Dying nurse vents anger over NHS secrecy

For Debbie Westwick, the future is bleak. “I’m dying,” she says. Before her cancer kills her, however, she has one last battle to fight.

The 49-year-old nurse is campaigning against secrecy in the medical profession that allows doctors under sanctions by the General Medical Council or suspected of serious failings to continue working without their patients knowing of their alleged faults.It happened in Westwick’s case. She was told in 2006 that she had breast cancer; she now has tumours on her spine, skull, hips and bones. A punishing regime of chemotherapy and radiotherapy can extend her life but not save it.

She did not know that Howard Smedley, the oncologist treating her at the Kent and Canterbury hospital, had been made subject to supervision by the GMC for reasons that it will not disclose.

Midway through her treatment David Jackson, the surgeon who operated on her, was suspended and subsequently sacked. Again, Westwick was unaware of any doubts about his work. Jackson is now suspended from the medical register and faces GMC charges dating back to 1989.

Nobody can say the outcome for Westwick would have been any different had she known of the doubts about the two doctors leading her treatment. But she won £155,000 in damages from the hospital trust in 2009 because of failures in her care.

“I don’t want this to be a sob story,” she said last week at her home in Harbledown, near Canterbury. “It’s not really event about me. It’s about the way in which we don’t know the trust about our doctors.”

There are 818 doctors working in the UK who are subject to supervisory undertakings or conditions demanded by the GMC. A further 400 have been suspended while investigations take place.

Undertakings are voluntary agreements between the doctors and the GMC, whereas conditions are imposed, often by an interim orders panel, which is part of the GMC’s disciplinary procedure.

The results are usually the same: the doctors are supervised by a colleague and have to report changes in their employment to the GMC. There may also be other requirements. Yet nobody is told why they have been imposed.

“It never occurred to me to look Mr Smedley up on the GMC register. Why would it? He was a consultant oncologist at the same hospital I worked at. I had no reason to doubt his work.”

Even if she had looked him up, she would have seen only that in October 2005 he gave undertakings to the GMC that involved supervision of his work. There was no record of the reason for his doing so.

The system of undertakings is often used where there are questions about a doctor’s health and the GMC says that in such instances they have a right to privacy. However, “health” is also used for doctors who have a drink or drugs problem.

The GMC said: “We do not disclose information about why a doctor’s practice is restricted if it relates to their health or if an investigation is ongoing.”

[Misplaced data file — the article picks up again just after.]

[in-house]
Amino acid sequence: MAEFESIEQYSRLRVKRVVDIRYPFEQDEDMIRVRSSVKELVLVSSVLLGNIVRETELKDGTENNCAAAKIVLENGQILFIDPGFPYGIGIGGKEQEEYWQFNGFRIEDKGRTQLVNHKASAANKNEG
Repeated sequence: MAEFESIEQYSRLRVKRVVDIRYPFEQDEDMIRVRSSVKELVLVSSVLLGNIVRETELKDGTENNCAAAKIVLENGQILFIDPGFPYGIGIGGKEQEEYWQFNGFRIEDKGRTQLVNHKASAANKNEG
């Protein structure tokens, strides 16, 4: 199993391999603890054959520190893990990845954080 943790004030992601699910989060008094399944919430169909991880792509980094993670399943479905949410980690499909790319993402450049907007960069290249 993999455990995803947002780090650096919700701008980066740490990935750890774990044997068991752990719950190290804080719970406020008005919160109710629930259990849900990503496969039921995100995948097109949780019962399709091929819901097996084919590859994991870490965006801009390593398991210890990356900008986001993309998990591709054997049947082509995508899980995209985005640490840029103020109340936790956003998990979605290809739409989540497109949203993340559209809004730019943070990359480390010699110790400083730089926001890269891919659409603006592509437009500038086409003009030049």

Records held by the GMC, and available to view online, show that Smedley was subject to undertakings given to the GMC between October 2005 and October 2008, during which time he was treating Westwick. From September 2010, he was then subject to further conditions imposed by an interim orders panel of the GMC.

Jackson is facing a total of 75 GMC charges involving 16 patients between 1989 and 2007. None relates to Westwick.

Westwick complained to the GMC about Smedley in August 2009 but he was not referred for a public hearing at a fitness-to-practise panel until last June. It is listed to start this June.

Smedley has applied for “voluntary erasure” which would have involved removing his name from the GMC register. The GMC has refused and will hold a full hearing. Smedley declined to comment.

Kent and Canterbury hospital said: “If we were concerned and were referring a doctor to the GMC we would do our own peer review and, if necessary, would restrict the doctor’s practice ourselves. But we would not publicise it because we have to protect the doctor unless they are found guilty.”

Niall Dickson, chief executive of the GMC, said: “Our priority is to protect our patients. Our procedures are designed to do this by making sure we stop unsafe doctors from practising … this year, we will continue to implement reforms of our fitness to practise procedures.”

Any reforms will probably be too late for Westwick. Not that that will lessen her resolve.

“Cancer victims are vulnerable,” she said. “You rely on your doctors to give you the best advice and appropriate care.

“You want someone on your side – you never think they might be hiding something about their own work from you.”

Published on Sunday, 1 April 2012 in the Sunday Times.

Reproduced here with the kind permission with the Sunday Times.

Nick Fairweather represents Debbie Westwick and others treated by Dr Smedley and Mr Jackson.